Space-related start-up technology companies create synergistic innovation

September 21, 2018, Mary Ann Liebert, Inc
Credit: Mary Ann Liebert, Inc., publishers

Researchers have developed innovative business models underlying the successful launch of space-related start-up technology companies in Costa Rica. A fascinating article describes how the company DIT (design, innovation, technology) Space identified key market sectors that could benefit from spaced-based technology and how implementation of the technology could benefit the company and create synergies leading to the development of further space technology. The article is published in New Space: The Journal of Space Entrepreneurship and Innovation.

Entitled "Developing Innovative Business Models for Small Space Programs Spin-Outs, 'Dit Space' Start-Up Experience in Costa Rica," the article is coauthored by Mr. Luis Monge, Universidad Nacional Costa Rica and Mr. Roberto Aguilar, Central American Association of Aeronautics and Space (ACAE). The authors discuss the growth of DIT SPACE, which emerged as a spin-out of the scientific research program developed by the Central American Association for Aeronautics and Space, a nonprofit organization that promotes and develops Central American talent in the aerospace field. The goal of DIT Space is to commercialize satellite images, creating competitive advantages based on technology transfer and the use of existing .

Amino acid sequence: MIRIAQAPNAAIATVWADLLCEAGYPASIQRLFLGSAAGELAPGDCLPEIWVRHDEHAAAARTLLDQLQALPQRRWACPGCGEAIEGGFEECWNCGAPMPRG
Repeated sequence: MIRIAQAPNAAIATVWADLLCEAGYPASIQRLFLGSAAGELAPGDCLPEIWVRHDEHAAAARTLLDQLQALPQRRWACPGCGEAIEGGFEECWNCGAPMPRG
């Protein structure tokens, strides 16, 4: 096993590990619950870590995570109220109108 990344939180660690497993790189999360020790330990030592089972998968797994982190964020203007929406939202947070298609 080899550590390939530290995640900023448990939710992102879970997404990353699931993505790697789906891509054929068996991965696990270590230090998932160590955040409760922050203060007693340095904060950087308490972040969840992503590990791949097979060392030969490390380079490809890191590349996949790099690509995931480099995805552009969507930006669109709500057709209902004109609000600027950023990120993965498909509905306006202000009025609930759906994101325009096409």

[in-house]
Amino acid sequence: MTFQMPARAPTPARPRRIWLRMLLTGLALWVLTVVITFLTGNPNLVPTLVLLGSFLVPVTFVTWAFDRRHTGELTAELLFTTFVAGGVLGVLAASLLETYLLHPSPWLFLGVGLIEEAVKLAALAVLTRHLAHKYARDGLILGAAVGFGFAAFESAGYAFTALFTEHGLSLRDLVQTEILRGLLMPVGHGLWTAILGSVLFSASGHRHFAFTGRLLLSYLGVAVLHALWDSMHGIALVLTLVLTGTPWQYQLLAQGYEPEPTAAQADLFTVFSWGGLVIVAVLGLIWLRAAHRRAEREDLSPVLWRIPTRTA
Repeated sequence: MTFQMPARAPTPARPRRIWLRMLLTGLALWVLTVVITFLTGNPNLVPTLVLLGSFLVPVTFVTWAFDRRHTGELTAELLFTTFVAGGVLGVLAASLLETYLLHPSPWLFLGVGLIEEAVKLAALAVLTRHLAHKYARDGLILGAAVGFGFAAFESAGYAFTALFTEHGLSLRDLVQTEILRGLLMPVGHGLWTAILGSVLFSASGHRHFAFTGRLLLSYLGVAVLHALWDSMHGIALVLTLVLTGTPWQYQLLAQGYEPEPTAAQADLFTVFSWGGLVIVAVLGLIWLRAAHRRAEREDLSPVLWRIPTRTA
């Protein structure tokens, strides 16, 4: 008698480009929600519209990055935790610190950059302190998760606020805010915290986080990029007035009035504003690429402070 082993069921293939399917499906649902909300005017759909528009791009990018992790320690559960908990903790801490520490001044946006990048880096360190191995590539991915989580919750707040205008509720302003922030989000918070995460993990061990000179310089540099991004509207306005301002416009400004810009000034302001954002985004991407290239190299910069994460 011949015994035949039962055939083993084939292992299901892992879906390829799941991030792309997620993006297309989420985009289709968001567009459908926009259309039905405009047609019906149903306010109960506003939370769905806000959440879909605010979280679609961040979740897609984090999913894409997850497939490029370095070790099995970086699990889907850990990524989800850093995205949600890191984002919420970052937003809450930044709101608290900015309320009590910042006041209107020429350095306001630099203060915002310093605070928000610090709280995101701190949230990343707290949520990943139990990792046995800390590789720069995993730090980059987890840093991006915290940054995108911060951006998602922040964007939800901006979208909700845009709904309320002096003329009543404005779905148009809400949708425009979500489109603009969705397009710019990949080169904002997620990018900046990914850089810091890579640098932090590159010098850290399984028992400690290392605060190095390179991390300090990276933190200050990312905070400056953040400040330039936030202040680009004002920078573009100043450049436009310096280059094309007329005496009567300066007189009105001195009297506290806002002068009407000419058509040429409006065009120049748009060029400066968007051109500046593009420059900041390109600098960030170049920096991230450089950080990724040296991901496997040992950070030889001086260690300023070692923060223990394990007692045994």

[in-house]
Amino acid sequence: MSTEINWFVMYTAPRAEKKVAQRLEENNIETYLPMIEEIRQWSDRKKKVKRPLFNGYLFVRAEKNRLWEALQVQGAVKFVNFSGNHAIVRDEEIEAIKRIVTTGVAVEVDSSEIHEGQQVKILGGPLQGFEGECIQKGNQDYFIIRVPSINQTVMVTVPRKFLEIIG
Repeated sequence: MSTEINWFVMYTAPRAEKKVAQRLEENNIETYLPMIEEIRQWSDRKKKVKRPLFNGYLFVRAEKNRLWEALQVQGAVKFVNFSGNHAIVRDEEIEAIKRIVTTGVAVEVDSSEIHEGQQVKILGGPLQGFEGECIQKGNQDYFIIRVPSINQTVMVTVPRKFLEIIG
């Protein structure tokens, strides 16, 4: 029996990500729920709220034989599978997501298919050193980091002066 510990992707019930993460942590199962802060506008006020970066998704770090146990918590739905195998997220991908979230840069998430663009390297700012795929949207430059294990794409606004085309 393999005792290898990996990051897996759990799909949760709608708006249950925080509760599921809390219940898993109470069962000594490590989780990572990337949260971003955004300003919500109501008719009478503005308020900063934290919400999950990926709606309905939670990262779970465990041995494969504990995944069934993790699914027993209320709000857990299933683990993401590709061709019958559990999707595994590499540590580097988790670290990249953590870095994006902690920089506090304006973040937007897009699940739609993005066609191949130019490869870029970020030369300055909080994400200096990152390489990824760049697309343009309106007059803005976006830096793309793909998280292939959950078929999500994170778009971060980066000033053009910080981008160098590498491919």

"While entrepreneurship has been led mostly by individuals and companies in the U.S., it is very gratifying to see the interest expand worldwide," says Scott Hubbard, Editor-in-Chief of New Space.

Explore further: Space shouldn't be exclusive domain of big nations: astronauts

More information: Luis Monge et al, Developing Innovative Business Models for Small Space Programs Spin-Outs, "Dit Space" Start-Up Experience in Costa Rica, New Space (2018). DOI: 10.1089/space.2018.0009

Related Stories

Space program should focus on Mars, says editor of New Space

December 7, 2017

The U.S. space exploration program should continue to focus on robotic sample recovery and human missions to Mars, says Scott Hubbard, Editor-in-Chief of New Space. He details the benefits and risks of this strategy in an ...

Recommended for you

Making stars when the universe was half its age

January 18, 2019

The universe is about 13.8 billion years old, and its stars are arguably its most momentous handiwork. Astronomers studying the intricacies of star formation across cosmic time are trying to understand whether stars and the ...

Saturn hasn't always had rings

January 17, 2019

One of the last acts of NASA's Cassini spacecraft before its death plunge into Saturn's hydrogen and helium atmosphere was to coast between the planet and its rings and let them tug it around, essentially acting as a gravity ...


Please sign in to add a comment. Registration is free, and takes less than a minute. Read more

Click here to reset your password.
Sign in to get notified via email when new comments are made.